From "The Food Matters Cookbook," by Mark Bittman (Simon & Schuster, 2010).

2 tablespoons olive oil, plus more for the baking dish


2 1/2 cups vegetable or chicken stock or water

2 bay leaves

1 cauliflower, cored and separated into large pieces

8 ounces elbow, shell, ziti or other cut pasta, preferably whole wheat

1/2 cup grated cheese (such as sharp cheddar, Gruyere, Emmental or a combination)

1 tablespoon Dijon mustard, or to taste

1/8 teaspoon nutmeg, or to taste

Black pepper

1/4 cup grated Parmesan cheese

1/2 cup or more bread crumbs, preferably whole grain and homemade, optional

Heat the oven to 400 degrees. Grease a 9-inch-square baking dish with a little oil. Bring a large pot of water to a boil and salt it. Put the stock with the bay leaves in a small saucepan over medium-low heat. When small bubbles appear along the sides, about 5 minutes later, turn off the heat and let stand.

Cook the cauliflower in the boiling water until very tender, 20 to 25 minutes. Scoop the cauliflower out of the water with a slotted spoon and transfer it to a blender or food processor. Add the pasta to the boiling water and cook until somewhat chalky inside and not yet edible, about 5 minutes. Drain it, rinse it quickly to stop the cooking and put it in the prepared baking dish.

Remove the bay leaves from the stock. Carefully process the cauliflower with 2 cups of the stock, 2 tablespoons oil, the cheese, mustard, nutmeg and a sprinkling of salt and pepper. (You may have to work in batches.) If the sauce seems too thick, add the remaining 1/2 cup stock. Taste and adjust seasoning. Pour the sauce over the pasta, toss and spread the mixture evenly in the dish. (You can make the dish up to this point, cover and refrigerate it for up to a day; return to room temperature before proceeding.)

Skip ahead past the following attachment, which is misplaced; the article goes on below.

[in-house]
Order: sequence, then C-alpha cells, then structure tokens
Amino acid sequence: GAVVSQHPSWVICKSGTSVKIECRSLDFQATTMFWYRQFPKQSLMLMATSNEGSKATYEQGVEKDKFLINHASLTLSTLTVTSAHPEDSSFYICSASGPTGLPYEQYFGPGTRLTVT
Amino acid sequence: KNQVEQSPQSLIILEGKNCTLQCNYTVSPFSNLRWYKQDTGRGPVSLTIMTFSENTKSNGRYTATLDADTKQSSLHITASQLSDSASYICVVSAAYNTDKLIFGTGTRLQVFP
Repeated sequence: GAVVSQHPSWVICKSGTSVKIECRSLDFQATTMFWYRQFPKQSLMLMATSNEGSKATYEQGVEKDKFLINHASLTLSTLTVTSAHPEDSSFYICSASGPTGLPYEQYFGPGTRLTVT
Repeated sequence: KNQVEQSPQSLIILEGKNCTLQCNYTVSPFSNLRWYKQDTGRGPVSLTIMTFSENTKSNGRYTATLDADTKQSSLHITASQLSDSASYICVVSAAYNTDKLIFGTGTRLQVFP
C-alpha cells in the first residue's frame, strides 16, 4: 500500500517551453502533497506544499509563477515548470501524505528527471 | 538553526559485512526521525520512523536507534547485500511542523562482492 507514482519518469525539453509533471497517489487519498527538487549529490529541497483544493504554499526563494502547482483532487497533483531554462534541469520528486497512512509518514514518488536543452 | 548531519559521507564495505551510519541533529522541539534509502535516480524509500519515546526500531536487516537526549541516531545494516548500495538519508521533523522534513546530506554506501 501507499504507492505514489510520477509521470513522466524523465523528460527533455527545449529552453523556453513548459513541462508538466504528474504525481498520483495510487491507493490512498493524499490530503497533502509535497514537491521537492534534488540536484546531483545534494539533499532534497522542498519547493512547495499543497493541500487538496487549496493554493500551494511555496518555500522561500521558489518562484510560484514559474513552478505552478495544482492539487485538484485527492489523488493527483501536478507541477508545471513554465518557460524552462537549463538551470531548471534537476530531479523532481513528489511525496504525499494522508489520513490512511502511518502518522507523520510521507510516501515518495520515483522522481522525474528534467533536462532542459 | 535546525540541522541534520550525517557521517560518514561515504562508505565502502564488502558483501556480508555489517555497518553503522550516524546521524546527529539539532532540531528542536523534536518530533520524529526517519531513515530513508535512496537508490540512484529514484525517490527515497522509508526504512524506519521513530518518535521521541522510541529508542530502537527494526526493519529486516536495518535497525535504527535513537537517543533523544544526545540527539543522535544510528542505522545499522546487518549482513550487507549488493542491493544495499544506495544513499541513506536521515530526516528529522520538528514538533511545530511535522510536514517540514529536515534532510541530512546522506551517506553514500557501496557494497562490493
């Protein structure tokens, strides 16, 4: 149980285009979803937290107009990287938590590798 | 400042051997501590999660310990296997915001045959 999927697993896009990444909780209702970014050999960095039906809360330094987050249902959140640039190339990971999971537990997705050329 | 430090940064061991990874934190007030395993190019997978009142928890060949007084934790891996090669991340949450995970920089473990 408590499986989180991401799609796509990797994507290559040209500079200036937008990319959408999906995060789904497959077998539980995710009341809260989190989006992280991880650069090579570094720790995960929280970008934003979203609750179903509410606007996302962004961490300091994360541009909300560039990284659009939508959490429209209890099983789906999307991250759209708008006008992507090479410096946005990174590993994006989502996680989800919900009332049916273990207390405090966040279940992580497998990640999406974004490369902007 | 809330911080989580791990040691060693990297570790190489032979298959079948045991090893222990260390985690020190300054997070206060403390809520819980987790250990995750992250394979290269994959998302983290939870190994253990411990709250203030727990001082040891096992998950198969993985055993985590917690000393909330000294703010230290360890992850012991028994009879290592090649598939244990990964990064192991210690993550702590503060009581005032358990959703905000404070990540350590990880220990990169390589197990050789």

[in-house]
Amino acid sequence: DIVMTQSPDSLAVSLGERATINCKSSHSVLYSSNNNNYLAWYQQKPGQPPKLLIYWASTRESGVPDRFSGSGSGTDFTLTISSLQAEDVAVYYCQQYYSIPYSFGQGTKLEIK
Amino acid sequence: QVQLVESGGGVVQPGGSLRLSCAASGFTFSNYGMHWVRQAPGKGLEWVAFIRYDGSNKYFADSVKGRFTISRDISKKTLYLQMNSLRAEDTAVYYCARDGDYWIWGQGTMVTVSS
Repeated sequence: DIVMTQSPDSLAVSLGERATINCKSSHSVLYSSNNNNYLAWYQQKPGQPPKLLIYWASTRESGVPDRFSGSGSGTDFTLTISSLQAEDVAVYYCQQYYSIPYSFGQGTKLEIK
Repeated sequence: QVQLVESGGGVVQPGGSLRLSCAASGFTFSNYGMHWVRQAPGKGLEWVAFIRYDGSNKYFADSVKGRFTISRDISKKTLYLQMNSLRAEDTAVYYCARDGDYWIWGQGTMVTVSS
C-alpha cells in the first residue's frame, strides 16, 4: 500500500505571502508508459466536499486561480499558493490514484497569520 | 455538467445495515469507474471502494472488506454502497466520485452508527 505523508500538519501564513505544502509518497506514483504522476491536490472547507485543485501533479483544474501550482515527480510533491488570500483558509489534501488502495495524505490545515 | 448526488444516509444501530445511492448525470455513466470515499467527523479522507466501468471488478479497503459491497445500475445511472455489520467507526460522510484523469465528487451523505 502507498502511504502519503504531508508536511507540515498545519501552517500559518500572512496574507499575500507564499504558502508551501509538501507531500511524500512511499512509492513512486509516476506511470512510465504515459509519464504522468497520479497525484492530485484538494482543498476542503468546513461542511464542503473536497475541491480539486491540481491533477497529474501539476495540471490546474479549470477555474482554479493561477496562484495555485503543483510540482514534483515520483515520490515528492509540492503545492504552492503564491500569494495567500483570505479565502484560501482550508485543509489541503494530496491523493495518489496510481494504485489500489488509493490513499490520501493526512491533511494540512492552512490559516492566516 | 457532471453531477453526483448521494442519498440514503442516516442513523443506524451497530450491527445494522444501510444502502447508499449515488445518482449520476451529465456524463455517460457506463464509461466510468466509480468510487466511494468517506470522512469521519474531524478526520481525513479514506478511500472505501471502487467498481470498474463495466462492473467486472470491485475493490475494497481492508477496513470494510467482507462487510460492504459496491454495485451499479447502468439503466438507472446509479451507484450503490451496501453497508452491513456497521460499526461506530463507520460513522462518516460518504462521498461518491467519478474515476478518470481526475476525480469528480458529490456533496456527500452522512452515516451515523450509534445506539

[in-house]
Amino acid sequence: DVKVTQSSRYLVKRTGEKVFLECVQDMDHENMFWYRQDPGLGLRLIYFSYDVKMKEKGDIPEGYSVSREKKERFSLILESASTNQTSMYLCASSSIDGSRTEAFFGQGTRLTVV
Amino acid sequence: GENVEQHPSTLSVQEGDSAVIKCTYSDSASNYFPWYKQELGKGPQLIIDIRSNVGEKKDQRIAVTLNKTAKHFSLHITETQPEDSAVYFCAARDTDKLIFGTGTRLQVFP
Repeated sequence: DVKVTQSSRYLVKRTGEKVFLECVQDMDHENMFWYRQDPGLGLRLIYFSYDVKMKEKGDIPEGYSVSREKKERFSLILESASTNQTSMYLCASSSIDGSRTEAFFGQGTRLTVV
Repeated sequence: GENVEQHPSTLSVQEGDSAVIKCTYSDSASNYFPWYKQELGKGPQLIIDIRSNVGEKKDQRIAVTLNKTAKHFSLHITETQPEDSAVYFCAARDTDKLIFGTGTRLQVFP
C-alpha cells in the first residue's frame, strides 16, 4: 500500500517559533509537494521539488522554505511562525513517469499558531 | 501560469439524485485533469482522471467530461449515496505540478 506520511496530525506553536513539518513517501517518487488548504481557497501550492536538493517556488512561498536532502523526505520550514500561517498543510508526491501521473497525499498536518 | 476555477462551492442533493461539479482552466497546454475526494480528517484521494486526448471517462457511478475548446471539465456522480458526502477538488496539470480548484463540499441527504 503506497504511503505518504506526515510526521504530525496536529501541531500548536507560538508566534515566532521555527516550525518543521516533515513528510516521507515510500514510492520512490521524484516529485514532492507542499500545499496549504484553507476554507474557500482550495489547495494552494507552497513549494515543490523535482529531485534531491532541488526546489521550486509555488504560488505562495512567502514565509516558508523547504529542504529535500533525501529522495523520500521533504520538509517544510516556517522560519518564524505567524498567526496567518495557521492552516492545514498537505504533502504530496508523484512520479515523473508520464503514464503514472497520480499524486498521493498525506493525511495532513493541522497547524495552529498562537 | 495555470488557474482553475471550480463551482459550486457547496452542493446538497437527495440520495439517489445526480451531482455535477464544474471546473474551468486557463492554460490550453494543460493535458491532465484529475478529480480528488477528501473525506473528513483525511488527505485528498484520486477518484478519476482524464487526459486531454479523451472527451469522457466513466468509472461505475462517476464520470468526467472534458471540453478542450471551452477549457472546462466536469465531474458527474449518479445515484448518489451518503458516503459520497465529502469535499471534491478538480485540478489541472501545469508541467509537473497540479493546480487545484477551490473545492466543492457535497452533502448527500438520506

Sprinkle the top with the Parmesan and bread crumbs if you're using them. Bake until the pasta is bubbling and the crumbs turn brown, 15 to 20 minutes. Serve hot.

Photo: Evan Sung

Laurel Market: Avett-approved

Cello player Joe Kwon of the Avett Brothers is a major cook, as my colleague Helen Schwab explained in a story last year . You can sort of share his taste between now and April 9 at Laurel Market in Charlotte, 114 Cherokee Road. Kwon designed (by email exchanges with the owner) three sandwiches. Order one and you get entered in a drawing for a pair of tickets to the Avett Brothers' show at Bojangles Coliseum April 9.

The three sandwiches:

Breakfast sandwich: 2 eggs over medium, tomato, avocado, bibb lettuce and spicy mustard on toasted sourdough (yes, that sounds like a band on tour breakfast all right). That one's $4.95.

Sandwich 2: Genoa salami, pastrami, mayonnaise, jalapeno, sweet pickle, cucumber, red onion and cilantro on baguette, $6.75.

Sandwich 3: Proscuitto, fresh mozzarella, basil and horseradish sauce on cranberry walnut bread, $6.95.

You also can get the sandwiches at Laurel Market South, 1515 South Blvd.

Play on, Joe Kwon.